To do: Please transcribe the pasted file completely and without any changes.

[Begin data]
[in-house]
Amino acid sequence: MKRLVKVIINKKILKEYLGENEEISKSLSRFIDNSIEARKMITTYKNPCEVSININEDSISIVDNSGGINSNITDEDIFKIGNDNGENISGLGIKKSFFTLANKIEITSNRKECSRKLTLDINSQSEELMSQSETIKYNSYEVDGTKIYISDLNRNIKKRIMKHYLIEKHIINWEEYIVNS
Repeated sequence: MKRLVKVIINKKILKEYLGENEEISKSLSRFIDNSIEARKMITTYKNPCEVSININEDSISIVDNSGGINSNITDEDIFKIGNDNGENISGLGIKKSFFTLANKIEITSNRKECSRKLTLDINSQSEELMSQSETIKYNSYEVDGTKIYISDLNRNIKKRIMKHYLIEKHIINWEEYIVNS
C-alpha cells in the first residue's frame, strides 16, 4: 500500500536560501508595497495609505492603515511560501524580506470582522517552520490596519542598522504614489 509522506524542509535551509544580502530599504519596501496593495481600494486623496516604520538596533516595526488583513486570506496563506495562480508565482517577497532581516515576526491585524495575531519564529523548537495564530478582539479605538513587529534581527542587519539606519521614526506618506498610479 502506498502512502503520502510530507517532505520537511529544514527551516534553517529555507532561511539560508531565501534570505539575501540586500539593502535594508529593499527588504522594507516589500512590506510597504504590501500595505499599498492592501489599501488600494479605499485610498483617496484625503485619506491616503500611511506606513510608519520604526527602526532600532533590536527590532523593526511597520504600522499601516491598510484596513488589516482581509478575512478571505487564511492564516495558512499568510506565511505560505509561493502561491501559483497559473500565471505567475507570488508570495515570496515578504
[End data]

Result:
[in-house]
Amino acid sequence: MKRLVKVIINKKILKEYLGENEEISKSLSRFIDNSIEARKMITTYKNPCEVSININEDSISIVDNSGGINSNITDEDIFKIGNDNGENISGLGIKKSFFTLANKIEITSNRKECSRKLTLDINSQSEELMSQSETIKYNSYEVDGTKIYISDLNRNIKKRIMKHYLIEKHIINWEEYIVNS
Repeated sequence: MKRLVKVIINKKILKEYLGENEEISKSLSRFIDNSIEARKMITTYKNPCEVSININEDSISIVDNSGGINSNITDEDIFKIGNDNGENISGLGIKKSFFTLANKIEITSNRKECSRKLTLDINSQSEELMSQSETIKYNSYEVDGTKIYISDLNRNIKKRIMKHYLIEKHIINWEEYIVNS
C-alpha cells in the first residue's frame, strides 16, 4: 500500500536560501508595497495609505492603515511560501524580506470582522517552520490596519542598522504614489 509522506524542509535551509544580502530599504519596501496593495481600494486623496516604520538596533516595526488583513486570506496563506495562480508565482517577497532581516515576526491585524495575531519564529523548537495564530478582539479605538513587529534581527542587519539606519521614526506618506498610479 502506498502512502503520502510530507517532505520537511529544514527551516534553517529555507532561511539560508531565501534570505539575501540586500539593502535594508529593499527588504522594507516589500512590506510597504504590501500595505499599498492592501489599501488600494479605499485610498483617496484625503485619506491616503500611511506606513510608519520604526527602526532600532533590536527590532523593526511597520504600522499601516491598510484596513488589516482581509478575512478571505487564511492564516495558512499568510506565511505560505509561493502561491501559483497559473500565471505567475507570488508570495515570496515578504